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14.4.3 Quoting with ` (backquote)

While ' quotes its expression completely it is very complicated to quote, say, a list of several elements but leave one element unquoted (i.e. evaluate it). The result would probably look like:

(setq e 5)
(list 'a 'b 'c 'd e 'e 'e 'e)
  ⇒ (a b c d 5 e e e)

In this sense, a backquote is somewhat the reverse operation of a ‘'’. Backquote allows you to quote the entire list, but selectively evaluate elements of that list. However, in the simplest case, it is identical to quote. These two forms yield identical results:

`(a list of (+ 2 3) elements)
  ⇒ (a list of (+ 2 3) elements)
'(a list of (+ 2 3) elements)
  ⇒ (a list of (+ 2 3) elements)

However, unlike quote which has a special read-syntax, backquoting is implemented as macro and the routines backquote and ` do not coincide.

The ‘,’ marker

The special marker ‘,’ can be used inside of the argument to inhibit the quotation for this particular expression. Thus the backquote alternative of the motivation example above could be:

(setq e 10)
`(a b c d ,e e e e)
  ⇒ (a b c d 10 e e e)

Please note, the comma is not treated specially by the lisp reader, thus it is a perfectly valid part of a symbol. If you want to protect against strange behaviour do not use a leading ‘,’ in your variable or function names. In reality symbols with leading commas can be of great use in nested quoting constructions, see Nested quoting. However, make sure that none of such bindings escapes to the normal lisp environment.

The ‘,@’ marker

With the special marker ‘,@’ inside of a backquoted expression you can splice an evaluated value into the resulting list. The elements of the spliced list become elements at the same level as the other elements of the resulting list. The equivalent code without using ‘`’ is often unreadable.

Like the comma operator ‘,@’ is not treated specially by the lisp reader either. You will have to take care for symbol names with leading ‘,@’ in foreign (i.e. non-backquoting) contexts and their bindings yourself.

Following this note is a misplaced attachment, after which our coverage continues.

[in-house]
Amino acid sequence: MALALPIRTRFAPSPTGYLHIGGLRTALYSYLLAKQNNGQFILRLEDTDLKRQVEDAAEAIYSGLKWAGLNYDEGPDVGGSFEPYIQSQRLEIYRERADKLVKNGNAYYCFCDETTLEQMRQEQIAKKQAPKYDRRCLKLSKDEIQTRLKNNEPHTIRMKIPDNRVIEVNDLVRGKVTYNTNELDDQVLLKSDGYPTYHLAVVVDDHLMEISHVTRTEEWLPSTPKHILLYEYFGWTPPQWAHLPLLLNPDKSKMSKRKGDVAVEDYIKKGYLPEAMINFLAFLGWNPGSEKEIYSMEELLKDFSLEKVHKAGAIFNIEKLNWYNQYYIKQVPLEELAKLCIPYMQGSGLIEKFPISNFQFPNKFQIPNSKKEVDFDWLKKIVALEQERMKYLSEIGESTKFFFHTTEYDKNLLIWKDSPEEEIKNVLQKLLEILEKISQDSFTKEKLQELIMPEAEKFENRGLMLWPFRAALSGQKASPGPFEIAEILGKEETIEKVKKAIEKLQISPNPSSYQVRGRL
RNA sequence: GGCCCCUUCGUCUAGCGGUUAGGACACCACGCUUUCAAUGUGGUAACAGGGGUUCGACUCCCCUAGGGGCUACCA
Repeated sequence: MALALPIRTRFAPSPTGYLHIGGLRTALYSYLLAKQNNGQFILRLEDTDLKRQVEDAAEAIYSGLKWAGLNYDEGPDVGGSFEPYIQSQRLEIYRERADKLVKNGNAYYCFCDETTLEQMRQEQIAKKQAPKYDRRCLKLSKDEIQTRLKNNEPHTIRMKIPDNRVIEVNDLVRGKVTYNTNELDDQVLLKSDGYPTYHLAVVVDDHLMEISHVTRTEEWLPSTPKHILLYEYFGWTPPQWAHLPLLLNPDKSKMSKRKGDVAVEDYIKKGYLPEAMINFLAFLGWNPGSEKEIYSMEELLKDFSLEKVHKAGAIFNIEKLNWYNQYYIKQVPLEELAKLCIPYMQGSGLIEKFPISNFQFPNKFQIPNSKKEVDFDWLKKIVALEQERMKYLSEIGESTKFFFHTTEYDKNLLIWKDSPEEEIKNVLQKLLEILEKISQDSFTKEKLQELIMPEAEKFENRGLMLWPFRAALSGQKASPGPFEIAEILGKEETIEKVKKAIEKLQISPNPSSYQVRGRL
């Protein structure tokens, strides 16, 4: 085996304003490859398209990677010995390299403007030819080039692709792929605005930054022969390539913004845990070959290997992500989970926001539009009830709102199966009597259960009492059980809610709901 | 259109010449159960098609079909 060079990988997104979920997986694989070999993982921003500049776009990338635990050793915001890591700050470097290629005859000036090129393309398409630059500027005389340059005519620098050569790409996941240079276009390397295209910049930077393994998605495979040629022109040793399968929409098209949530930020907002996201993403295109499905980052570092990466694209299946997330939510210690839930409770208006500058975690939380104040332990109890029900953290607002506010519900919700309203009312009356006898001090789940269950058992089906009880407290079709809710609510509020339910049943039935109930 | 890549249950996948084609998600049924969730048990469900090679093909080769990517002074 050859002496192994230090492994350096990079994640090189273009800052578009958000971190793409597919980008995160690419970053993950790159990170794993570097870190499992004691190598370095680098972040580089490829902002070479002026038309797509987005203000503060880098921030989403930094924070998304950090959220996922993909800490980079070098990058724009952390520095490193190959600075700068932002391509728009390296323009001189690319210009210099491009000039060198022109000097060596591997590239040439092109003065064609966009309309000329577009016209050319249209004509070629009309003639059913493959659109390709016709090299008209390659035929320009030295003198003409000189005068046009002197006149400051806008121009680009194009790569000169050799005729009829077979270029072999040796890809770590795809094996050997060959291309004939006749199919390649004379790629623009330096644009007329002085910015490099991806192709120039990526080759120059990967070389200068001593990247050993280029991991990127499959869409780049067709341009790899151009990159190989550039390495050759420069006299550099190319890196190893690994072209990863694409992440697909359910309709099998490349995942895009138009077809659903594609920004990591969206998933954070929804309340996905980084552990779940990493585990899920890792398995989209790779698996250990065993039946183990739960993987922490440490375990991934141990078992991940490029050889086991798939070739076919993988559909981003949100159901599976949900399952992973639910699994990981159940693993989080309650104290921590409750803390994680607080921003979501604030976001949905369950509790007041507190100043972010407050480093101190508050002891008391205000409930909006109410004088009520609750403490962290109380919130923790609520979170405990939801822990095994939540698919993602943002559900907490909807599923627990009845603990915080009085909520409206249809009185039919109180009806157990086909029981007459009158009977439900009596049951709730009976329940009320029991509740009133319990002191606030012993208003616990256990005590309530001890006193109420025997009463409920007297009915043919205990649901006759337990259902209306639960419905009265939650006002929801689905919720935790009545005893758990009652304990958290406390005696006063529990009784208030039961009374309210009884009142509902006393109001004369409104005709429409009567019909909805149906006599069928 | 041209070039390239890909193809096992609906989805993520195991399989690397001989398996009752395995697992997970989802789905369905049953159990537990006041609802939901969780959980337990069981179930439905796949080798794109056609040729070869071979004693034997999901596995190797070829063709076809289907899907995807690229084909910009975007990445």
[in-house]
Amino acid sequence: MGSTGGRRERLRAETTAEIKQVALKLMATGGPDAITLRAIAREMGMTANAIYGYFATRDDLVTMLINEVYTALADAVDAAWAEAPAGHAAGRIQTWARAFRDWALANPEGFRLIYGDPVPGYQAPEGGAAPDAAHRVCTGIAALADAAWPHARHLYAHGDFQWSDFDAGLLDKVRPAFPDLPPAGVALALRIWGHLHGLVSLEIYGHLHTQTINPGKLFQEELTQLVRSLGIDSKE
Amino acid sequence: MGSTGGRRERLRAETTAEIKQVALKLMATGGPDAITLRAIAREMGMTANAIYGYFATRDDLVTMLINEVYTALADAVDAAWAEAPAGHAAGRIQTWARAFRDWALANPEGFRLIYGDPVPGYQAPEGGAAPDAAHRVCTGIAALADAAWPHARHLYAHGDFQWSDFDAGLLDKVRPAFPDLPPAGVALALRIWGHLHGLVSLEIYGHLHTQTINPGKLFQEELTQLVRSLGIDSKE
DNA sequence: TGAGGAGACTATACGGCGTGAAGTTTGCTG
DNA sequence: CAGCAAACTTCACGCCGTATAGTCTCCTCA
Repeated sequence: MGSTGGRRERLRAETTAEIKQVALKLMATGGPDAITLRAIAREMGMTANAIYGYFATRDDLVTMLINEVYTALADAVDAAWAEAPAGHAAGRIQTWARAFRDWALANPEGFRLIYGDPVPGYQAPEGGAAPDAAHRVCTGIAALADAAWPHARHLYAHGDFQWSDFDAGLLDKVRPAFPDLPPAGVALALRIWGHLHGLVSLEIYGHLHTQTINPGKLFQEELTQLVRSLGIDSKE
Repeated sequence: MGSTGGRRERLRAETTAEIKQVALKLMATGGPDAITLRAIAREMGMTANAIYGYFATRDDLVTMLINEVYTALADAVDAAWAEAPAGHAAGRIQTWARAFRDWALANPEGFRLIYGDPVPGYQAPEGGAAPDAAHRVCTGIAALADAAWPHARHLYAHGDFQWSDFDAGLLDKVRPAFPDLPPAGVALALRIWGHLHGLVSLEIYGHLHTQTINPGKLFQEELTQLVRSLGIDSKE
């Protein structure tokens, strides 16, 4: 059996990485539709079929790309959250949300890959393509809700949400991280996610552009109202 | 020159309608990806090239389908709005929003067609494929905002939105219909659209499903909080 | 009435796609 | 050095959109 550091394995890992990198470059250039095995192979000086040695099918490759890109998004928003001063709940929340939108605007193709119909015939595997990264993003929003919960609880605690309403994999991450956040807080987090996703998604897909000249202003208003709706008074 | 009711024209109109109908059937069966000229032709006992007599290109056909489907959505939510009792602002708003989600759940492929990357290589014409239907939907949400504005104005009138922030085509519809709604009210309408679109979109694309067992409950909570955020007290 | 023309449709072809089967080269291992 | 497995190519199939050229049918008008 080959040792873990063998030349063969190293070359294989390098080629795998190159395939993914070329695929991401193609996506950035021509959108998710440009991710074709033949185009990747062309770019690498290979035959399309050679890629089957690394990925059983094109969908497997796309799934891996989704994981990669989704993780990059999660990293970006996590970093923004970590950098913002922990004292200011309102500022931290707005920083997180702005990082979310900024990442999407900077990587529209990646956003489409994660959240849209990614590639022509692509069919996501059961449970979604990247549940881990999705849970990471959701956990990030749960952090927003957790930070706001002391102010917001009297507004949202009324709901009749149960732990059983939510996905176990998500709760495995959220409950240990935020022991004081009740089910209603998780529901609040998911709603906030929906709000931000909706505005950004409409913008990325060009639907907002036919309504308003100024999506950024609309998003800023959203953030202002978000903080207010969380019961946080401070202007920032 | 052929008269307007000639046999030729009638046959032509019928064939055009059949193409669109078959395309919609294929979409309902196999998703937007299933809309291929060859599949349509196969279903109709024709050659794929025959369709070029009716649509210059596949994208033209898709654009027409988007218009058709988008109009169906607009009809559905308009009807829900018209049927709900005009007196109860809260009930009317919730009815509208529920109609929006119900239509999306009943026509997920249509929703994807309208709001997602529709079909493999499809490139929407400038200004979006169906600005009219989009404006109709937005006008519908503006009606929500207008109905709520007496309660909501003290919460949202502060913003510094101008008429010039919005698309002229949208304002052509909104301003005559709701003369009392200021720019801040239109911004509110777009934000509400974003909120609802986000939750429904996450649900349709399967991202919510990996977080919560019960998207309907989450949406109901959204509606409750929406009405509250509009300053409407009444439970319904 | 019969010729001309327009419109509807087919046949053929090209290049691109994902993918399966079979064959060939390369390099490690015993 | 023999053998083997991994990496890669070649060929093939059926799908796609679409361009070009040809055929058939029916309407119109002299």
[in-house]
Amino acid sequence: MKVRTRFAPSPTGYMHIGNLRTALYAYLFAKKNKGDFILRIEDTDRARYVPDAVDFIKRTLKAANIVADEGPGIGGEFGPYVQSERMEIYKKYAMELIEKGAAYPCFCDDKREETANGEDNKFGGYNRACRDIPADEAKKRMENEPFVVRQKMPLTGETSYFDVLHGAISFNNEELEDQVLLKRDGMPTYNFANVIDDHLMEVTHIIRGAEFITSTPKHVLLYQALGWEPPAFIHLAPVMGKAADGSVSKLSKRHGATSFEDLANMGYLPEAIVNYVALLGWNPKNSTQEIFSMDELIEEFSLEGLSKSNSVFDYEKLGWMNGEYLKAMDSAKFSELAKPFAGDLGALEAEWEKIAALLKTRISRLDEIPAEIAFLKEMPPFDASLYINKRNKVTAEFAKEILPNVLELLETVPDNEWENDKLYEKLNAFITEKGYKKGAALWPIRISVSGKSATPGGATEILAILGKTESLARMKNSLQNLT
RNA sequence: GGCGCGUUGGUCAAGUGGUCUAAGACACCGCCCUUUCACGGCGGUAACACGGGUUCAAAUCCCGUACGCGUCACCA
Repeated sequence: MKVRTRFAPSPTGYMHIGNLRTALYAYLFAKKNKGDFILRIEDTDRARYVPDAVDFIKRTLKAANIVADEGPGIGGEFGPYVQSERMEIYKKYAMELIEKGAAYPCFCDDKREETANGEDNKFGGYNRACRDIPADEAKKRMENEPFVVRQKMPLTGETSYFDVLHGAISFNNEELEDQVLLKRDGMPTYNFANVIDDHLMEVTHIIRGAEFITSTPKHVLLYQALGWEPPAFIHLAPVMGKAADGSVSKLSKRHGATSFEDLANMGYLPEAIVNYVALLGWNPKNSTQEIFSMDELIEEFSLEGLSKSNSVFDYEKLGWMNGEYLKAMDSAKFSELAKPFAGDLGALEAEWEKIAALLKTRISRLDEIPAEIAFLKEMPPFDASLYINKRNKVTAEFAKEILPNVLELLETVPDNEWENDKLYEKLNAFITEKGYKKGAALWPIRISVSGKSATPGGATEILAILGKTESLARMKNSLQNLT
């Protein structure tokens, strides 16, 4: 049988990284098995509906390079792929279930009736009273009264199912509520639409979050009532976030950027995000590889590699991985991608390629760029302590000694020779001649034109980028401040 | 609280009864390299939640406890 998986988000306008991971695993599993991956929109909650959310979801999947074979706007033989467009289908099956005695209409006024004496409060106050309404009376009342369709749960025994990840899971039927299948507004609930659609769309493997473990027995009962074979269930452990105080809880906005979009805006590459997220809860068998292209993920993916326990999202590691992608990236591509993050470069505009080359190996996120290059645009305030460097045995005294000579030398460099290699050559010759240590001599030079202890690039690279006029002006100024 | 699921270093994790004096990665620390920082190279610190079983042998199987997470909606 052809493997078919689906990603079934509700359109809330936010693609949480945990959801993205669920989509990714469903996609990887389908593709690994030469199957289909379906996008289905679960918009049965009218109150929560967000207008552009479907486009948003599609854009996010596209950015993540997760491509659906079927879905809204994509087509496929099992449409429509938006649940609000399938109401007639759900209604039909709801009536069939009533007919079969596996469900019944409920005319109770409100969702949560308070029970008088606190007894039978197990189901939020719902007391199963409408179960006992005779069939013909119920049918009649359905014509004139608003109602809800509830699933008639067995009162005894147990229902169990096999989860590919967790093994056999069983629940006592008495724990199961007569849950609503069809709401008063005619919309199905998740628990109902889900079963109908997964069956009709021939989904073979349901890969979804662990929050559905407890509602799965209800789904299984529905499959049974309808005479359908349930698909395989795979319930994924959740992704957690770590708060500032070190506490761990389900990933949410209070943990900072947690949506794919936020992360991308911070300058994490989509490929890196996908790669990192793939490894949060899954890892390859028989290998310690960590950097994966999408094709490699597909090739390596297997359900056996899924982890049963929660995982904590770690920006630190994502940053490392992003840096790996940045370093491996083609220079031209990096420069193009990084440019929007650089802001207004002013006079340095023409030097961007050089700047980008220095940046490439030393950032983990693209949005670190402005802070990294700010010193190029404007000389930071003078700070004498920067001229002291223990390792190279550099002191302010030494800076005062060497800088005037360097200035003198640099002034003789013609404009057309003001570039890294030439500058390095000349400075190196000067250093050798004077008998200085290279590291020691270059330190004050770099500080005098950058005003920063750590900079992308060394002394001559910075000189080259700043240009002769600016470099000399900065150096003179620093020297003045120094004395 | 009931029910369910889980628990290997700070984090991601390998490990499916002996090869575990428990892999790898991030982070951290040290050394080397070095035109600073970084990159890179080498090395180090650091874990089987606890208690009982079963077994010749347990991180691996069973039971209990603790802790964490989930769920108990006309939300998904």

Let us now look at a more pragmatic example of backquoting.

(defun interior (function fix-arg)
  "Return the insertion of FIX-ARG in FUNCTION,
that is a function which is derived from FUNCTION by fixating the
first argument to FIX-ARG and keeping the rest variable.

This process is often referred to as currying.
Mathematically it is a special interior product (hence the name)."
  (let* ((body (indirect-function function))
          (cond ((subrp body)
                 (error "Error: Cannot handle built-in functions."))
                ((compiled-function-p body)
                 (compiled-function-arglist body))
                 (cadr body))))
          (if args
              (cdr args)
            (error "Error: %s accepts no arguments." function)))
          (delq '&optional (copy-list newarglist))))
    `(lambda ,newarglist
       (,function ',fix-arg ,@newargs))))
  ⇒ interior

This definition is far from perfect but sufficient for our purposes. Since we excluded built-in functions in the above code we define a simple lisp equivalent of the list function.

(defun list-demo (a b c d)
  "Return the list (A B C D)."
  (list a b c d))
  ⇒ list-demo
(list-demo 1 'a 2 t)
  ⇒ (1 a 2 t)

Now we look at the interior product of ‘?a’ and list-demo.

(interior #'list-demo ?a)
  ⇒ (lambda (b c d) (list-demo (quote ?a) b c d))

As you can see, ,function and ,fix-arg have been replaced with the according argument passed to interior. Additionally we quote the replace of ,fix-arg to prevent another expansion of the replacement during the call of the resulting function. Also note how the list in newargs which had the local binding ‘(b c d)’ within interior has been spliced into the function call expression.

(fset #'list-demo-a (interior #'list-demo ?a))
  ⇒ (lambda (b c d) (list-demo (quote ?a) b c d))
(list-demo-a 'and 3 'args)
  => (?a and 3 args)

Now let’s have a glance at a prominent annoyance. The function argument of the mapcar function is passed exactly one argument (an element of the given list). Sometimes it is wishful to map a two-argument function whose first argument is constant during the mapping anyway. In this scenario our interior comes in very handy.

(defvar demo-hook nil)
  => demo-hook
(mapcar (interior #'add-hook 'demo-hook) '(first-fun another-fun))
  ⇒ ((first-fun) (another-fun first-fun))
  ⇒ (another-fun first-fun)

The ‘,.’ marker

Instead of the splicing operator ‘,@’ which internally uses append to splice an expression into the list at place, you can always use the destructive form ‘,.’ instead which internally uses nconc. Refer to the documentation of nconc for more information, see Rearrangement.

(setq test-list '(a b))
  ⇒ (a b)
`(,.test-list ,(+ 2 3))
  ⇒ (a b 5)
`(,.test-list ,(+ 3 4))
  ⇒ (a b 5 7)
  ⇒ (a b 5 7)

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